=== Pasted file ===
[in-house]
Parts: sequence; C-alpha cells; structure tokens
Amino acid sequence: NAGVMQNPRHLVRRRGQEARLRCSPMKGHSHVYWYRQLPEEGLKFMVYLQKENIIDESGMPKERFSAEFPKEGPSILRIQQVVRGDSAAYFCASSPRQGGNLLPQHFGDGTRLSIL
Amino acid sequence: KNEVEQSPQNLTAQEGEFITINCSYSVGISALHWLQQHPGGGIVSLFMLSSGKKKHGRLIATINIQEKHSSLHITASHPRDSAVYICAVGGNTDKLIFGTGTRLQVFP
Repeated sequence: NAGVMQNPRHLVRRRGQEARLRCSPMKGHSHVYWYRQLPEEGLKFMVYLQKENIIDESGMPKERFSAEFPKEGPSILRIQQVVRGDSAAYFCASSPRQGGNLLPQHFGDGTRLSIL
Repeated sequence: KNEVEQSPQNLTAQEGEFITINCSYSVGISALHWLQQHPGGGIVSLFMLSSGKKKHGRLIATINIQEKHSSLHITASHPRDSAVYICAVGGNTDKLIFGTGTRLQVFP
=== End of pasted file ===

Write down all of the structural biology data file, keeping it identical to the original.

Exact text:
[in-house]
Parts: sequence; C-alpha cells; structure tokens
Amino acid sequence: NAGVMQNPRHLVRRRGQEARLRCSPMKGHSHVYWYRQLPEEGLKFMVYLQKENIIDESGMPKERFSAEFPKEGPSILRIQQVVRGDSAAYFCASSPRQGGNLLPQHFGDGTRLSIL
Amino acid sequence: KNEVEQSPQNLTAQEGEFITINCSYSVGISALHWLQQHPGGGIVSLFMLSSGKKKHGRLIATINIQEKHSSLHITASHPRDSAVYICAVGGNTDKLIFGTGTRLQVFP
Repeated sequence: NAGVMQNPRHLVRRRGQEARLRCSPMKGHSHVYWYRQLPEEGLKFMVYLQKENIIDESGMPKERFSAEFPKEGPSILRIQQVVRGDSAAYFCASSPRQGGNLLPQHFGDGTRLSIL
Repeated sequence: KNEVEQSPQNLTAQEGEFITINCSYSVGISALHWLQQHPGGGIVSLFMLSSGKKKHGRLIATINIQEKHSSLHITASHPRDSAVYICAVGGNTDKLIFGTGTRLQVFP